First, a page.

Figure 7. Stability of moral hazard solution.

The same effect takes place when an applicant receives a fair offer. Having such an offer, the customer does not need any moral hazard effort because it decreases his utility. Even when the consumer starts smoking after the purchase of full coverage, he understands that now he should loose some time on the chest X-ray.

Here we can also get the answer to the question what happens if a customer with zero precautionary efforts buys the full coverage at the equilibrium price level and then changes his behavior that results in moral hazard. The previous analysis of the equilibrium price dispersion discovers the trend when “shoppers”, people with zero search costs, become “searchers” with positive search costs (Malakhov 2016). There producers are willing to create a new market and they add to their product some complementary services. If “shoppers” accept new high prices, they pay. But if reasons for a new price seem to be unfair, “shoppers” become “searchers” and they begin to look for a lower price. The same effect takes place in insurance. If the price for full coverage looks unfair for an applicant who does not make any precautionary effort, it means that the absolute value of the marginal propensity to seek healthcare, here with zero precautionary effort but with high willingness to pay, is greater than the marginal benefit and total costs on insurance are greater that equilibrium expenditures (Eq.10):

Substituting some leisure time H by healthcare seeking time Sex post, the “shopper” becomes a “searcher”. He adds to his labor time some healthcare seeking time and begins to visit physicians (Fig.8):

Figure 8. Moral hazard of individual with zero ax ante healthcare seeking costs.

There is another interesting question. Does the equilibrium under moral hazard EMC represents a real optimal solution? The reaction of insurance companies on moral hazard effect tells us that the answer for that question is also negative. But it means that our analysis is not finished yet and we should try to find a solution, which would be optimal not only for consumers but also for insurance companies.

4. Moral Hazard and the Competitive Equilibrium

For the moment, the moral hazard solution does not look as the competitive equilibrium but like some derivative of a monopoly offer. To find the competitive solution we should come back to the equilibrium price dispersion where offers of insurance companies depends on different propensities to seek healthcare and where they are ready to increase time horizons of insurance policies for careful applicants.

If we come back to the inequality of marginal values of health care seeking (Equation 6), we can see that the great absolute value of marginal costs can be diminished by the increase in the time horizon T of the consumption-leisure choice, i.e., by the prolongation of the insurance policy. The implementation of consumer-driving health plans (CDHP) demonstrates that it is possible. Employers create for their employees special accounts that can be carried over indefinitely into retirement by individuals with low health care expenditures (Farnsworth 2006, p.265). And we can see that the increase in the time horizon provides an individual with more leisure at the same level of consumption, which becomes optimal Q* under new terms (Fig.9):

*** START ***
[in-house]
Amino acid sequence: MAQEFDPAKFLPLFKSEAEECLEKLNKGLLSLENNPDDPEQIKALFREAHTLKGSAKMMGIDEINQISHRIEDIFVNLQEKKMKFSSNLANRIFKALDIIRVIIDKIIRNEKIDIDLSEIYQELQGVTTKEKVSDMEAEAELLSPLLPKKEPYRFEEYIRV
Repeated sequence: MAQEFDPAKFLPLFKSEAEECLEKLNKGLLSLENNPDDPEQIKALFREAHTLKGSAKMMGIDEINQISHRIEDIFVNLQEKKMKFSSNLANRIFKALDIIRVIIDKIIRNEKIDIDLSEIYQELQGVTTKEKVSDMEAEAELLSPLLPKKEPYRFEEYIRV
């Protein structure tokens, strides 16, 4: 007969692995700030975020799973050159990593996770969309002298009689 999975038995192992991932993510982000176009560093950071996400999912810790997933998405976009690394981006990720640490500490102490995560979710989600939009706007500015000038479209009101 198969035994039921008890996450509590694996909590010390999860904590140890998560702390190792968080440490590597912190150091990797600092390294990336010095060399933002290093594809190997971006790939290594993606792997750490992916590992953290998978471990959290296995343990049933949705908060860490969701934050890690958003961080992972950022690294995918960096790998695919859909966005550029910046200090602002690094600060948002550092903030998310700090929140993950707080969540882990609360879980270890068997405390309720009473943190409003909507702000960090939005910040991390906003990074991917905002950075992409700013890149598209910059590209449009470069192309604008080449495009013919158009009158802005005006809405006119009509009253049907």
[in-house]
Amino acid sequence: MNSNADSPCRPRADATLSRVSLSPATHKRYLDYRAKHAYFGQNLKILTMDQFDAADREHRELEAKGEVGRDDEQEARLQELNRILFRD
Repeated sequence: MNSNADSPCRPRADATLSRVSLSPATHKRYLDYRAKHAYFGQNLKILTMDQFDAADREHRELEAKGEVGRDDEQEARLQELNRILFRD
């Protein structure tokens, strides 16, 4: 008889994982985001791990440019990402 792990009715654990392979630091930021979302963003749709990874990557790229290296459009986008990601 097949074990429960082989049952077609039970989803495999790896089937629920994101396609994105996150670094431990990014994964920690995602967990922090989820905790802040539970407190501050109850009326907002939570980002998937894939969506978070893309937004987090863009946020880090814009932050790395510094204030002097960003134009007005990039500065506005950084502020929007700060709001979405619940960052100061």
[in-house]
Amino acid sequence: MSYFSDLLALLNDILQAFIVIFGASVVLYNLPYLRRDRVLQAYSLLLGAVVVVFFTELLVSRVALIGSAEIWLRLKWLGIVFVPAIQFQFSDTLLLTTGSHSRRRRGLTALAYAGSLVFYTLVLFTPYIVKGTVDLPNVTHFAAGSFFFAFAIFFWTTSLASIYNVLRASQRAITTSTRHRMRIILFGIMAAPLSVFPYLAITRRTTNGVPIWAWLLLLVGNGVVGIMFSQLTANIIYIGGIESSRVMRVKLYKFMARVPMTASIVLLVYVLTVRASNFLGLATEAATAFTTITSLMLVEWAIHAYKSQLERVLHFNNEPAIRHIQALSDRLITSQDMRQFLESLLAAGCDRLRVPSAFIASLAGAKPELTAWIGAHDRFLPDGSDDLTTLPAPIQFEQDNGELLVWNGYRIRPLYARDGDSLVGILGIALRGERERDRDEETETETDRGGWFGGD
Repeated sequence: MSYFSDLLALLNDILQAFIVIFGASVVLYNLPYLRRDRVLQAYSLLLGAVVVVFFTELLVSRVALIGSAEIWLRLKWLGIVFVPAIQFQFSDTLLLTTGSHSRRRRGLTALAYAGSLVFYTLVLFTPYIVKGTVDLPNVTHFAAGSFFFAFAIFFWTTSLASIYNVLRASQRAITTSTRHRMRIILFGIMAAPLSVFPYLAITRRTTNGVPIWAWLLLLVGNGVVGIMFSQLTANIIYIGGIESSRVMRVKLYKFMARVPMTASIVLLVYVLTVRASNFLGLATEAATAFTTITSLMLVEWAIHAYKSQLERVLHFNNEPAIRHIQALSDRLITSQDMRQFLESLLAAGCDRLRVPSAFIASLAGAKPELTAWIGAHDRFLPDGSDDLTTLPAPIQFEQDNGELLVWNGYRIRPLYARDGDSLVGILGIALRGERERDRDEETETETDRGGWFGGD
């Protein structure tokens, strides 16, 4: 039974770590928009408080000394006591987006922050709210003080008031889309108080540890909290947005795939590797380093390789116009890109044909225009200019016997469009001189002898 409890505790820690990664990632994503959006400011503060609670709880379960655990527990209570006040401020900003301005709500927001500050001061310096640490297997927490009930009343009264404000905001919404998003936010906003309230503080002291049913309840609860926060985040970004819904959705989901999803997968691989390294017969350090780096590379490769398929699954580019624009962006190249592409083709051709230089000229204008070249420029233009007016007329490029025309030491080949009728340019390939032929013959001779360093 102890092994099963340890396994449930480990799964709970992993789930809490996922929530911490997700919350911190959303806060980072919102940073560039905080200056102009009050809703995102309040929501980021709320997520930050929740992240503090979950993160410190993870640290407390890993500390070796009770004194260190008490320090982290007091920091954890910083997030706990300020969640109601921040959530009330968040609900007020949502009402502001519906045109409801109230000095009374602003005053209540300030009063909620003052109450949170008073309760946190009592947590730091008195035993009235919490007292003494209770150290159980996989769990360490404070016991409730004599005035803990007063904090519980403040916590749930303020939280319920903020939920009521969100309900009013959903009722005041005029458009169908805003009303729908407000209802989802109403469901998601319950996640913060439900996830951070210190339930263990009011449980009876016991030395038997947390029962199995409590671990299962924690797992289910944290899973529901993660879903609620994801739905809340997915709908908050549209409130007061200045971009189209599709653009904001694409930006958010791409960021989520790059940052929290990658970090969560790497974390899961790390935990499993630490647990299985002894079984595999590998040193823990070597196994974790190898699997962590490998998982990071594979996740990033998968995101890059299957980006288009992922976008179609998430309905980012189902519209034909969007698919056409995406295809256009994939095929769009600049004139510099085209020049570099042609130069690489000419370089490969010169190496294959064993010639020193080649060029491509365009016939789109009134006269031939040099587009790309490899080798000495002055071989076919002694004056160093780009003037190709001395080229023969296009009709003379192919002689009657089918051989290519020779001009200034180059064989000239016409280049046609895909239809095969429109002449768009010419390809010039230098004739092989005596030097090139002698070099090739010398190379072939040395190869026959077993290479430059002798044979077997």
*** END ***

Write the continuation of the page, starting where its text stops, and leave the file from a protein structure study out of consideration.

Figure 9.Competitive equilibrium under new time horizon.

Here an individual can increase his utility not only with respect to the initial offer, that is obvious with the same level of consumption and with the increase in leisure time, but also with respect to possible moral hazard solution. If an individual gets an unfair offer, i.e., unfair price, he could plan in advance some moral hazard efforts in order to compensate the unfair price. The increase in time horizon discovers this hidden action and the new contract proposes a trade-off between price wL=QP and time horizon T. And moral hazard becomes uninteresting as well as inefficient.

5. Conclusion

The theory of the optimal-consumption leisure choice under price dispersion describes the phenomenon of moral hazard as the customer’s reaction on unfair insurance policy. The unfair insurance offer does not equalize marginal costs of propensity to seek healthcare with marginal benefits on purchase. Under unfair insurance policy consumers increase ex post healthcare seeking activities and they optimize their consumption of medical services. The analysis of moral hazard results in the assumption that the increase in the time horizon of the unfair insurance policy makes it fair and moral hazard becomes inefficient. The time horizon competition between insurance companies can eliminate moral hazard effect that clears the way to the competitive equilibrium.

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© 2017 The Author. Published by Sprint Investify. ISSN 2359-7712. This article is licensed under a Creative Commons Attribution 4.0 International License. Creative Commons License
Corresponding Author
Sergey Malakhov, Ph.D., Applied Economics, Pierre-Mendès-France University, Grenoble, France